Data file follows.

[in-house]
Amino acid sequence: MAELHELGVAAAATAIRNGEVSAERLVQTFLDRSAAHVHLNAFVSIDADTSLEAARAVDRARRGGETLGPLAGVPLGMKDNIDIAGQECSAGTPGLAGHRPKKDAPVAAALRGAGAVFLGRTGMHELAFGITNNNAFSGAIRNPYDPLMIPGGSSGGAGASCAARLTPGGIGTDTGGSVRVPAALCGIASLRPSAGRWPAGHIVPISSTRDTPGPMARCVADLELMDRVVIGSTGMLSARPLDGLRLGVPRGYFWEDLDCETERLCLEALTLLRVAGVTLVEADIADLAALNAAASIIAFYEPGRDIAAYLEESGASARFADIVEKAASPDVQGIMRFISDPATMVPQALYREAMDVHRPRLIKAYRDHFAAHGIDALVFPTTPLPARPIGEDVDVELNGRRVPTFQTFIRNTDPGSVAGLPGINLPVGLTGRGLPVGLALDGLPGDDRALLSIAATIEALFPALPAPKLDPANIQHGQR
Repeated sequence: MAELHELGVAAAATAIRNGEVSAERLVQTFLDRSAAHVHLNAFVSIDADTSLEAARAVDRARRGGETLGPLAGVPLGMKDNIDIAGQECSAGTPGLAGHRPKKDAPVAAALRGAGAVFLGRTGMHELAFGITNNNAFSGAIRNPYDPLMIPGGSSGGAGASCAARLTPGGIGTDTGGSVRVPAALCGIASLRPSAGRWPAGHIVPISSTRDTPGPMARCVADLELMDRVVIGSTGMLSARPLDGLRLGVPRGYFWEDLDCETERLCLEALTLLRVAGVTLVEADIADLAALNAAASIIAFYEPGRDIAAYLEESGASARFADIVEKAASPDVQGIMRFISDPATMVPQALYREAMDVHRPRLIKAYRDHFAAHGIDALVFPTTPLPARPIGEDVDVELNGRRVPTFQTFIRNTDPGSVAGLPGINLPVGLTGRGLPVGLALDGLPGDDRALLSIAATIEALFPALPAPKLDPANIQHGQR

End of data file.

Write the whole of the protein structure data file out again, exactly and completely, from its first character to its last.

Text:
[in-house]
Amino acid sequence: MAELHELGVAAAATAIRNGEVSAERLVQTFLDRSAAHVHLNAFVSIDADTSLEAARAVDRARRGGETLGPLAGVPLGMKDNIDIAGQECSAGTPGLAGHRPKKDAPVAAALRGAGAVFLGRTGMHELAFGITNNNAFSGAIRNPYDPLMIPGGSSGGAGASCAARLTPGGIGTDTGGSVRVPAALCGIASLRPSAGRWPAGHIVPISSTRDTPGPMARCVADLELMDRVVIGSTGMLSARPLDGLRLGVPRGYFWEDLDCETERLCLEALTLLRVAGVTLVEADIADLAALNAAASIIAFYEPGRDIAAYLEESGASARFADIVEKAASPDVQGIMRFISDPATMVPQALYREAMDVHRPRLIKAYRDHFAAHGIDALVFPTTPLPARPIGEDVDVELNGRRVPTFQTFIRNTDPGSVAGLPGINLPVGLTGRGLPVGLALDGLPGDDRALLSIAATIEALFPALPAPKLDPANIQHGQR
Repeated sequence: MAELHELGVAAAATAIRNGEVSAERLVQTFLDRSAAHVHLNAFVSIDADTSLEAARAVDRARRGGETLGPLAGVPLGMKDNIDIAGQECSAGTPGLAGHRPKKDAPVAAALRGAGAVFLGRTGMHELAFGITNNNAFSGAIRNPYDPLMIPGGSSGGAGASCAARLTPGGIGTDTGGSVRVPAALCGIASLRPSAGRWPAGHIVPISSTRDTPGPMARCVADLELMDRVVIGSTGMLSARPLDGLRLGVPRGYFWEDLDCETERLCLEALTLLRVAGVTLVEADIADLAALNAAASIIAFYEPGRDIAAYLEESGASARFADIVEKAASPDVQGIMRFISDPATMVPQALYREAMDVHRPRLIKAYRDHFAAHGIDALVFPTTPLPARPIGEDVDVELNGRRVPTFQTFIRNTDPGSVAGLPGINLPVGLTGRGLPVGLALDGLPGDDRALLSIAATIEALFPALPAPKLDPANIQHGQR